What Is SUDAS?
SUDAS (pronounced “soo’dahs”) is short for Statewide Urban Design and Specifications. The Institute for Transportation at Iowa State University maintains Iowa’s SUDAS manuals for public improvements. Developing and maintaining Iowa’s unique SUDAS manuals is the result of a lengthy and painstaking effort by more than 300 stakeholders across the state.
A brief history
In the late 1980s, 16 central Iowa urban jurisdictions, including the City of Des Moines, surrounding cities, and two counties, began meeting to discuss developing common urban standards for public improvements. Such improvements include sanitary sewers and water mains, streets and sidewalks, utility locations, signalization, drainage and erosion control, etc.
Developing common standards among several jurisdictions was breaking new ground in Iowa, and the group made slow but deliberate progress.
Their efforts came into focus when, in 1995, Governor Terry Branstad assembled a Blue Ribbon Task Force on Transportation to investigate ways to use Iowa’s Road Use Tax Fund more efficiently. One of the task force’s recommendations was that agencies “adopt common standards for construction specifications . . . .” By 1998, the central Iowa group (known as the Central Iowa Committee) had expanded to 34 Iowa jurisdictions, including several communities outside the Des Moines area and had published their design standards and specifications.
In 2000, the effort was underway to further expand the number of cities using the Central Iowa Committee’s manuals and to convert them to statewide manuals, eventually known as the SUDAS program.
A statewide steering committee, comprised of various stakeholder groups, including Iowa DOT, cities, counties, and consultant and industry groups, was organized in 2002 to oversee the new SUDAS program. Iowa State University’s Center for Transportation Research and Education (CTRE) (CTRE was renamed to the Institute for Transportation or InTrans in 2009) was chosen to manage the program.
In 2004, a new nonprofit entity was created to establish a mechanism for statewide ownership: the Iowa SUDAS Corporation. The Board of Directors for the corporation consists of members who formerly served on the statewide steering committee, with the addition of a few others. InTrans continues to manage the program.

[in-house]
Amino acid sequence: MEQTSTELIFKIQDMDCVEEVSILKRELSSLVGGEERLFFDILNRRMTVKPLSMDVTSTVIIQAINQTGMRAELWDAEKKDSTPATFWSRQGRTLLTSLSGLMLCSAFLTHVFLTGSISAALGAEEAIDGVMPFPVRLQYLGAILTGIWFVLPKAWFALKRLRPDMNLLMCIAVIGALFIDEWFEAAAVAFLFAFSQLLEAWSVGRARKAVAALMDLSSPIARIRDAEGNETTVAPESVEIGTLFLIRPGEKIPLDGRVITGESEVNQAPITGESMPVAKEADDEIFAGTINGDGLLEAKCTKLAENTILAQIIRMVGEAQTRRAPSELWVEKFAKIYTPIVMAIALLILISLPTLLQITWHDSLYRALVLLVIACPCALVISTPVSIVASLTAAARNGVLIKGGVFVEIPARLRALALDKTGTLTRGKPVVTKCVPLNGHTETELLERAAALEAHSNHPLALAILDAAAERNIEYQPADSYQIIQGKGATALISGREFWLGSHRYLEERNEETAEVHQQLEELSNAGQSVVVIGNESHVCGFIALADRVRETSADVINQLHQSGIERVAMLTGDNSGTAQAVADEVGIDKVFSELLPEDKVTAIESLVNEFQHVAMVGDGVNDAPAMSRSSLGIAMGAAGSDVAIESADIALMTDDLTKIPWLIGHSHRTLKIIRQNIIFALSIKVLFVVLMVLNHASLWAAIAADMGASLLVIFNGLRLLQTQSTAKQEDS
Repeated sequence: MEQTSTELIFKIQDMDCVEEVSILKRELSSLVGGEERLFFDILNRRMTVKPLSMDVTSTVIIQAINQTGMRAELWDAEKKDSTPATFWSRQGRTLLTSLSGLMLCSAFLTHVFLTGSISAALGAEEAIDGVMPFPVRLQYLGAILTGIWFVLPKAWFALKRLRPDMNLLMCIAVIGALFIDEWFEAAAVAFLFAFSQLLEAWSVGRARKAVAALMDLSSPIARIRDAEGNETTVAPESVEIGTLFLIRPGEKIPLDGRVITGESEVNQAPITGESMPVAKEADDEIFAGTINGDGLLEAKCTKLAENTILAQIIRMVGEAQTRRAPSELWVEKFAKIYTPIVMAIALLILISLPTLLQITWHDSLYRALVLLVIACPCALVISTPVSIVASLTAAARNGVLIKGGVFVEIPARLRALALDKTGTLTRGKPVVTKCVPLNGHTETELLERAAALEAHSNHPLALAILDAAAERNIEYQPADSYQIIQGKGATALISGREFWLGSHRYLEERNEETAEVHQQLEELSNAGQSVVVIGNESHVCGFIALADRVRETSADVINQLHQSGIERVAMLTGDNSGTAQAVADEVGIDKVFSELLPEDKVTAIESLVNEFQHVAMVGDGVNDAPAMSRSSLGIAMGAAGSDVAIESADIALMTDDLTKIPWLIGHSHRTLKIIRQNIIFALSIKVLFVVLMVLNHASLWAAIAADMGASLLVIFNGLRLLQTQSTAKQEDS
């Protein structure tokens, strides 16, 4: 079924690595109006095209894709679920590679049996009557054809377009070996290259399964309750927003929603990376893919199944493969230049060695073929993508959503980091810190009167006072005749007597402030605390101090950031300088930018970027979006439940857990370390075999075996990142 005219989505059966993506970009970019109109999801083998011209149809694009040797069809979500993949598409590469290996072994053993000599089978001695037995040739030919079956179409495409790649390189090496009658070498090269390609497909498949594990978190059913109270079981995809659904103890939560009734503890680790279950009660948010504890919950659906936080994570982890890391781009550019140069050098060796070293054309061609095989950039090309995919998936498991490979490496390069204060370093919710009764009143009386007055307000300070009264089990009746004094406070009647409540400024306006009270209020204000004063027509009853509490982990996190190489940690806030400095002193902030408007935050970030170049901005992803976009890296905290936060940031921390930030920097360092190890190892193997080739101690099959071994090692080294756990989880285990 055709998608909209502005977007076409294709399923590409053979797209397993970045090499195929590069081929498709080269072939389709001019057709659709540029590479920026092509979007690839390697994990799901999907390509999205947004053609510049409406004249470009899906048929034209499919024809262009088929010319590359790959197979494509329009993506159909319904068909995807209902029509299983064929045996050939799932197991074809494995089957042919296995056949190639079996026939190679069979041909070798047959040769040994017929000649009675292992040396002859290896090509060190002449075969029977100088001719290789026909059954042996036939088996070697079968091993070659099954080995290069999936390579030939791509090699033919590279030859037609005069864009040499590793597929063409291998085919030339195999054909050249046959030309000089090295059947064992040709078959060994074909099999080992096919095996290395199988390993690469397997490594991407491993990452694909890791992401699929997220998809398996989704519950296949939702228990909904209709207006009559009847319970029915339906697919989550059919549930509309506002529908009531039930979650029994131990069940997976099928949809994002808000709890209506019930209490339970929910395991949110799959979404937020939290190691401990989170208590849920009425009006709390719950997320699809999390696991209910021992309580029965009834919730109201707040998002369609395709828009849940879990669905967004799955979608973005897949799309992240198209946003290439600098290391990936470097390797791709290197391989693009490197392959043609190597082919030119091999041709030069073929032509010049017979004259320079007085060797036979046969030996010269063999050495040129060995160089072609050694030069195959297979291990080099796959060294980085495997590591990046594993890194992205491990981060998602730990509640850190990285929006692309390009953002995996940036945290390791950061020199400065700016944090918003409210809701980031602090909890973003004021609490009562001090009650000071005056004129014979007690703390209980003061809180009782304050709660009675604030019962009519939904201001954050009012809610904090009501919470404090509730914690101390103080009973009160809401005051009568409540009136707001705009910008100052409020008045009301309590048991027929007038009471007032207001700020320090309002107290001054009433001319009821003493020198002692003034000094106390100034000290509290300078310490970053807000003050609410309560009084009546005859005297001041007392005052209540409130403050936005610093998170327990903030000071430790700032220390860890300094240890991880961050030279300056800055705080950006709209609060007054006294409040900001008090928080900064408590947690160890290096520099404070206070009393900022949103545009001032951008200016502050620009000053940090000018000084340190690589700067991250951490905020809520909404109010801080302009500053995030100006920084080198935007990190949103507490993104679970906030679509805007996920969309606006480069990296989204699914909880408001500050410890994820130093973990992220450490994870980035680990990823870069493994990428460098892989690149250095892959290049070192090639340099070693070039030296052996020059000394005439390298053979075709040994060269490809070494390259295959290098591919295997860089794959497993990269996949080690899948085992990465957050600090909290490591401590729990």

On February 17, 2005, the Central Iowa Committee acted to officially transfer ownership of the manuals to the Iowa SUDAS Corporation. Statewide ownership of the manuals makes them truly the statewide standards for urban public works improvements.
InTrans continues to manage the SUDAS program.
Through metropolitan planning organizations, regional planning authorities, and transportation management agencies, Iowa’s local communities are covering nearly 60% of SUDAS development costs. The Iowa DOT pays the balance.
Advantages of using SUDAS
First of all, citizens simply appreciate uniform public improvements (e.g., similar sidewalk ramps) from town to town. In addition, by using standard designs and specifications Iowa’s cities have
- Uniformity of urban design and specifications across the state
- Reduction of contractor confusion and mistakes due to differing specifications; encourages more bidders
- Mechanism to be proactive in research and studies for new and improved urban design and specifications
- Method for study and statewide implementation of latest techniques and material use
- Forum that allows state and local governments to collaborate with industry
- Reduced costs through uniformity, understanding, and acceptance (conservatively estimated at $16M/year if program is fully implemented)
Finally, InTrans keeps the statewide manuals up to date. This relieves individual communities of that burden and expense while ensuring they are informed about new products and procedures.
How to get the manuals
How to get new products added to the manuals
Introduction of a new product starts with a user identifying a product they have used successfully and would enhance the SUDAS manuals. This suggestion is made at one of our six district committee meetings held three times each year throughout the state. These meetings cover revisions and additions to the manuals and are attended by approximately 100 engineers representing cities, counties, Iowa DOT, and consultants from all areas of the state. Following the initial suggestion at one district, the idea or product is proposed to the other five districts to determine interest in adding to the manuals. If the response is affirmative, design and/or specifications information is developed. However, we do not list specific products in the SUDAS Manuals. From there the six district committees vote to add/modify or reject the language. If it is recommended by a majority of the six district committees, it moves forward to the SUDAS Board of Directors for final action. If the Board approves, the language will be added in the next edition of the manual(s), which are generally issued in December for the following year.
The SUDAS Manuals specifically state that any new products meeting the needs of a project can be added through the use of supplemental specifications or a special provision. This process is generally the way new products are tried.